Over the course of a regular day, we might receive a dozen or so unsolicited product pitches. Some are useful; some are blatant greenwashing; and a few make us think.
Take, for example, this recent PR come-on:
"Hi, I was hoping you could incorporate the story below into your site/blog. It talks about a bidet invention that helps reduce toilet paper usage, helping the environment in the process."
Ah — the bidet. Common in parts of Europe and a few other places around the world, but a mystery to the majority of Americans. For most, a bidet is a novelty to be contemplated in the dark recesses of some French hotel room, not a component of greener living.
The bidet in question seemed nice enough: a bolt-on attachment for standard commodes that retails for about $100. That's a good value when compared to the rather hefty price people pay for traditional bidets. But it got us wondering: how green is this thing, really — especially when compared to recycled toilet paper?
A touchy subject
It's difficult to understand why environmentalists are so willing to discuss their bathroom habits with perfect strangers — or get those same strangers to start "greening up" by changing such an intimate aspect of their lives. With all the possible ways to lighten one's environmental footprint, you'd think potty time would be about the last thing on the list.
Sheryl Crow learned this the hard way, becoming the butt of late-night talk show jokes after calling for the rationing of toilet paper. Public reaction was predictable. Colin Beavan, a New York writer also known as No Impact Man, quickly discovered his family's abandonment of toilet paper was usually the first topic raised when interviewed about his year of low-impact living.
That being said, we're all about saving resources. Let's jump in.
All those trees
Biffy Personal Rinse — that's the one mentioned in the original PR note — leads with the idea of saving trees by replacing toilet paper with bidets: an admirable goal. The proposition is quite similar to that used by green household product manufacturer Seventh Generation when promoting recycled paper products:
"If every household in the U.S. replaced just one roll of 500 sheet virgin fiber bathroom tissue with 100 percent recycled ones, we could save 423,900 trees."
That sounds good. And it would be true, too — if lumberjacks were marching into natural forests with the sole purpose of hauling trees to the Charmin factory.
In practice, things aren't that simple. Most tissue-grade paper is made from sawdust and leftover scraps of timber cut for other purposes. And while there are some outrageous exceptions, the trees come from vast stands of pulpwood forests, harvested like the vegetables you buy at the corner market.
That's not to say there's no negative impact to sustainable timber management: pulpwood farms grow where native forests used to stand, and their relentless monoculture disrupts all manner of wildlife habitat. It takes fossil fuels to cut and transport the trees, and paper mills make terrible neighbors. It would be better if we used much less paper, but virgin toilet tissue doesn't necessarily equal the destruction of virgin forest.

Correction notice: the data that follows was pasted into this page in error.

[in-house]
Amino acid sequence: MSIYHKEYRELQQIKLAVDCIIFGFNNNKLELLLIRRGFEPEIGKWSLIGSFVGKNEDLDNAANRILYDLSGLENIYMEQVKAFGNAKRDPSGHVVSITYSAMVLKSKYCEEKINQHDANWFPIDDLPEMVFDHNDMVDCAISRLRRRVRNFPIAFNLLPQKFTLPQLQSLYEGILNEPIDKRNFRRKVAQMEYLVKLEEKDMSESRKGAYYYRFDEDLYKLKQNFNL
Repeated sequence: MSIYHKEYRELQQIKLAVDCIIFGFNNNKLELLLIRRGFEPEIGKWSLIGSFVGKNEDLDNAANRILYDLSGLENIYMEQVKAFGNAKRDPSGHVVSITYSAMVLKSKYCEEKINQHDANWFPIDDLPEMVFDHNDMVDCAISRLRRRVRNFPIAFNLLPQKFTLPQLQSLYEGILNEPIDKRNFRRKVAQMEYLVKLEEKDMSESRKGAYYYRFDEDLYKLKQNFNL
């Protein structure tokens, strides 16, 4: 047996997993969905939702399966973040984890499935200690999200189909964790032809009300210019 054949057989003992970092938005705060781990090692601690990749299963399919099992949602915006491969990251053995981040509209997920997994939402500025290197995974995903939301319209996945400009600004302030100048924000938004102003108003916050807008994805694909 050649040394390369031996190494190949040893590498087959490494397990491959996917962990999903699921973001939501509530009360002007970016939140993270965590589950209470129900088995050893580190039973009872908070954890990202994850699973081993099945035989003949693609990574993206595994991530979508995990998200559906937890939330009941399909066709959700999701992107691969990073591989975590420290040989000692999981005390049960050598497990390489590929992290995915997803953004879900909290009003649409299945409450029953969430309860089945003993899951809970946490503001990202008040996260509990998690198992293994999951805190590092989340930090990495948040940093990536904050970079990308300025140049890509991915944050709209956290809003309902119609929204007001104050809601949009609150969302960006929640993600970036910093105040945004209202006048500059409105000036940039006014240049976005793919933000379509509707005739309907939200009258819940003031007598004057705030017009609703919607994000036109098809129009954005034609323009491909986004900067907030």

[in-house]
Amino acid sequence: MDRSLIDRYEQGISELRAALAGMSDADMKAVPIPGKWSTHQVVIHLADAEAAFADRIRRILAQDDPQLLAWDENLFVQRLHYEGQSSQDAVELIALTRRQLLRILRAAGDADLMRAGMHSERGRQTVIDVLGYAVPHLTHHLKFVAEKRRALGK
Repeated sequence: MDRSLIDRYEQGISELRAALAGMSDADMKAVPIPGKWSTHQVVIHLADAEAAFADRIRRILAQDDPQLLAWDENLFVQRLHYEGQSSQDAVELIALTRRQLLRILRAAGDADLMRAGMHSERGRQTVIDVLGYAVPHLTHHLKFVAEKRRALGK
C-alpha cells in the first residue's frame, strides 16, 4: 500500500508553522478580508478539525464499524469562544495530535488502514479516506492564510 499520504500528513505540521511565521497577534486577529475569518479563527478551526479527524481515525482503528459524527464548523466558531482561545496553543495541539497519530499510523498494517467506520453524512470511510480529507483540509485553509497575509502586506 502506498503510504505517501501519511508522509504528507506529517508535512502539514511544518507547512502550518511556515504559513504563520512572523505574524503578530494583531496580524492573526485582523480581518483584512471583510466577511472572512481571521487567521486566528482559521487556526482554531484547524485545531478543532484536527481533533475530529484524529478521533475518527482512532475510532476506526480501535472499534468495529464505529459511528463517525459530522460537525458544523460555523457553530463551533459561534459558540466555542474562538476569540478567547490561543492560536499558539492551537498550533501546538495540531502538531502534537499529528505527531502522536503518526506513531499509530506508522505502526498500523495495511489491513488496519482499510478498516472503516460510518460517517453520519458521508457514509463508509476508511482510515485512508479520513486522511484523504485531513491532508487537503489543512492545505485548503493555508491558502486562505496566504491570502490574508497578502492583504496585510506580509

But bidets still save paper, right?
Once again, it's not that simple. Let's say you've just finished using a bidet. Now you're sitting there with a very clean, very wet backside. What do you propose to do about that?
Using a washcloth would be somewhat taboo in the Americas, though it's really no different than if you were toweling off after bathing. Traditional bidet use can involve the use of soap — think about it as a small shower. But even in countries where bidets are common, people often reach for toilet paper.
So it's back to square one. Unless you're happy to air dry or don't mind using a washcloth, a bidet won't save much paper or many trees. That doesn't make the bidet a FAIL. Because, as usual, things aren't that simple.
It's about water
This seems counter-intuitive, but we think bidets are good environmental tech because they save water. A lot of it. Yes, a bidet uses treated water, an increasingly precious commodity. But it uses less than that utilized in the production of even recycled toilet paper — and a fraction of the amount consumed by virgin pulp.
Paper making is incredibly water-intensive. Even if water used by a mill is locally sourced, rather than drawn from a municipal system, the effluent from paper production invariably finds its way back into the environment. That means a flood of organic waste and chemical residue which must be processed or, worse yet absorbed, after being treated and dumped into some unlucky river or ocean.
Which brings us back to the bidet. Is it green? Yes, though for more nuanced reasons than simply saving trees. It will be at its most effective if you go the washcloth route; should still conserve paper if you use toilet tissue for drying rather than cleaning; and will save water throughout its service life. It seems an affordable alternative to a full bidet, which would be expensive to retrofit in an existing bathroom.
Three reasonable alternatives
Let's bravely propose three Earth-friendly potty options. Choose the one that works best for you.
Use a bidet. To be most effective, dry with a washcloth. But you're still ahead of the game with paper.
Choose recycled toilet tissue. Recycled paper consumes fewer overall resources than virgin tissue.
If you prefer conventional paper, buy it on the largest roll your bathroom fixtures will accommodate. It uses less packaging.
Copyright Lighter Footstep 2008